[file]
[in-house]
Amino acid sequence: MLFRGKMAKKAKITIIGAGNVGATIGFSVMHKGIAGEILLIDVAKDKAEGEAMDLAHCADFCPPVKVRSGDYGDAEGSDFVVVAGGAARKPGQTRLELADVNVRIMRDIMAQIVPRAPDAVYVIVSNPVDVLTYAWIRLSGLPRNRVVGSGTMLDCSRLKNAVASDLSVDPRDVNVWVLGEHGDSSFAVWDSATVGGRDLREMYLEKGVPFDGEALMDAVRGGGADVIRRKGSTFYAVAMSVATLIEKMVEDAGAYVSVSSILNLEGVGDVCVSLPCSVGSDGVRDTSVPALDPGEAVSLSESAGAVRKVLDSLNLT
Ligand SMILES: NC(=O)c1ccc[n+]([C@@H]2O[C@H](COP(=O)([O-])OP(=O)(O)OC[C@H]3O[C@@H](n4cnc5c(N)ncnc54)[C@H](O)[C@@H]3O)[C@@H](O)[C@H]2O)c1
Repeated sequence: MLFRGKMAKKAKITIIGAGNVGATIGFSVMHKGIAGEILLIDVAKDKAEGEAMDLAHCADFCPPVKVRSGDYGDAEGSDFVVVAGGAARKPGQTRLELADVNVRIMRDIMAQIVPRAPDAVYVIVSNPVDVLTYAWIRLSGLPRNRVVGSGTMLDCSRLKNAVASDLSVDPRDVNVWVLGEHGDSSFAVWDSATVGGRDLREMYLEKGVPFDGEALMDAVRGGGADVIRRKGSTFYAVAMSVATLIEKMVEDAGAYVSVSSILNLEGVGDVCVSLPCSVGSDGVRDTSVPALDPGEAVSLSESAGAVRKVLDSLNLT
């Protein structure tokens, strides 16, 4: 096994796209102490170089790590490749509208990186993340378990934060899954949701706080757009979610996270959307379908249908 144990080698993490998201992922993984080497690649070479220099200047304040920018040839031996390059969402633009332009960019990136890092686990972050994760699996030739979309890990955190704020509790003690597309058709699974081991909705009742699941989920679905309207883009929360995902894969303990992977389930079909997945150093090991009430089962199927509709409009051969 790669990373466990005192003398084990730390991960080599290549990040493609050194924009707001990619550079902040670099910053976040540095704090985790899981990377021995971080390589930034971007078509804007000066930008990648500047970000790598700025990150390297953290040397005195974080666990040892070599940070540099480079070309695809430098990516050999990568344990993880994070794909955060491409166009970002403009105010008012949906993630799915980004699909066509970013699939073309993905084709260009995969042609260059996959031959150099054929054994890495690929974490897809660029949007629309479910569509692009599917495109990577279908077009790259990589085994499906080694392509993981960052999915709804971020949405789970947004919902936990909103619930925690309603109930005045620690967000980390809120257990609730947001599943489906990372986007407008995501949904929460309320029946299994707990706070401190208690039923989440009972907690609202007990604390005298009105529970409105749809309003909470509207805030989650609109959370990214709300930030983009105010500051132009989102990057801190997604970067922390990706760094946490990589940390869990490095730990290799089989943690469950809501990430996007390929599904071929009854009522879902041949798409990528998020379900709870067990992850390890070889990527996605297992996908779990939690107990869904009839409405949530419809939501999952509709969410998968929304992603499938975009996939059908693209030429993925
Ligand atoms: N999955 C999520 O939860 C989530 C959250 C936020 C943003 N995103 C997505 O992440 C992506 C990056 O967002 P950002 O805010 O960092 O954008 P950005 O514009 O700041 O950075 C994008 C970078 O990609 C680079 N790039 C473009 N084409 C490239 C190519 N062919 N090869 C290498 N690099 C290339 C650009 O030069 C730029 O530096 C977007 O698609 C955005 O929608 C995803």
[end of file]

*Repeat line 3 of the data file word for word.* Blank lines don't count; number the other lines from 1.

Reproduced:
Ligand SMILES: NC(=O)c1ccc[n+]([C@@H]2O[C@H](COP(=O)([O-])OP(=O)(O)OC[C@H]3O[C@@H](n4cnc5c(N)ncnc54)[C@H](O)[C@@H]3O)[C@@H](O)[C@H]2O)c1